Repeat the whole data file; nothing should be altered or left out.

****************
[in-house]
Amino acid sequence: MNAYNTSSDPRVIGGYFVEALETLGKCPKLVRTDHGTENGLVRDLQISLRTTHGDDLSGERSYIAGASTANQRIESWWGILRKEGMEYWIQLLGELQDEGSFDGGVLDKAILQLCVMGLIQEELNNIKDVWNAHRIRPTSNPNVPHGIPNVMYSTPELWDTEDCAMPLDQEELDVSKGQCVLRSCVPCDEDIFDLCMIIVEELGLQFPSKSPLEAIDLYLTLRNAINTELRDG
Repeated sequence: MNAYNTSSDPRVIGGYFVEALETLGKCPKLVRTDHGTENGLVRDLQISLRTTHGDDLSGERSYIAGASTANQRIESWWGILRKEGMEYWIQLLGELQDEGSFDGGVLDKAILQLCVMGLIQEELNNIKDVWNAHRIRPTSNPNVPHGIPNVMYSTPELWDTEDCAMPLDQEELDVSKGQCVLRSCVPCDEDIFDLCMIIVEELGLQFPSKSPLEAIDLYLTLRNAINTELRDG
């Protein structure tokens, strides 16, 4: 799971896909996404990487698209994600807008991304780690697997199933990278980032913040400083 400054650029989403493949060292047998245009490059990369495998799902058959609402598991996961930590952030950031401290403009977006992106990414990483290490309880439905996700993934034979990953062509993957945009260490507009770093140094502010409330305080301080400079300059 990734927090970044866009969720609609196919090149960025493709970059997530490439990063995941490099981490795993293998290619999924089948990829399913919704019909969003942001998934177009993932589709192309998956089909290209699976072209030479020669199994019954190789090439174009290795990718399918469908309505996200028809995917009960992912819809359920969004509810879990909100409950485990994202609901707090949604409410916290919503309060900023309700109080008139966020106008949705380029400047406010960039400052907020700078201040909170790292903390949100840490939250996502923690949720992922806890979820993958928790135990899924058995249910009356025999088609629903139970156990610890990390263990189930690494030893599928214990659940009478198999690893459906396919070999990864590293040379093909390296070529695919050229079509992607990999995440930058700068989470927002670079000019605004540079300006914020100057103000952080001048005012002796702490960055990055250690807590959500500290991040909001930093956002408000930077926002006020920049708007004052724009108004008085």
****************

[in-house]
Amino acid sequence: MNAYNTSSDPRVIGGYFVEALETLGKCPKLVRTDHGTENGLVRDLQISLRTTHGDDLSGERSYIAGASTANQRIESWWGILRKEGMEYWIQLLGELQDEGSFDGGVLDKAILQLCVMGLIQEELNNIKDVWNAHRIRPTSNPNVPHGIPNVMYSTPELWDTEDCAMPLDQEELDVSKGQCVLRSCVPCDEDIFDLCMIIVEELGLQFPSKSPLEAIDLYLTLRNAINTELRDG
Repeated sequence: MNAYNTSSDPRVIGGYFVEALETLGKCPKLVRTDHGTENGLVRDLQISLRTTHGDDLSGERSYIAGASTANQRIESWWGILRKEGMEYWIQLLGELQDEGSFDGGVLDKAILQLCVMGLIQEELNNIKDVWNAHRIRPTSNPNVPHGIPNVMYSTPELWDTEDCAMPLDQEELDVSKGQCVLRSCVPCDEDIFDLCMIIVEELGLQFPSKSPLEAIDLYLTLRNAINTELRDG
């Protein structure tokens, strides 16, 4: 799971896909996404990487698209994600807008991304780690697997199933990278980032913040400083 400054650029989403493949060292047998245009490059990369495998799902058959609402598991996961930590952030950031401290403009977006992106990414990483290490309880439905996700993934034979990953062509993957945009260490507009770093140094502010409330305080301080400079300059 990734927090970044866009969720609609196919090149960025493709970059997530490439990063995941490099981490795993293998290619999924089948990829399913919704019909969003942001998934177009993932589709192309998956089909290209699976072209030479020669199994019954190789090439174009290795990718399918469908309505996200028809995917009960992912819809359920969004509810879990909100409950485990994202609901707090949604409410916290919503309060900023309700109080008139966020106008949705380029400047406010960039400052907020700078201040909170790292903390949100840490939250996502923690949720992922806890979820993958928790135990899924058995249910009356025999088609629903139970156990610890990390263990189930690494030893599928214990659940009478198999690893459906396919070999990864590293040379093909390296070529695919050229079509992607990999995440930058700068989470927002670079000019605004540079300006914020100057103000952080001048005012002796702490960055990055250690807590959500500290991040909001930093956002408000930077926002006020920049708007004052724009108004008085």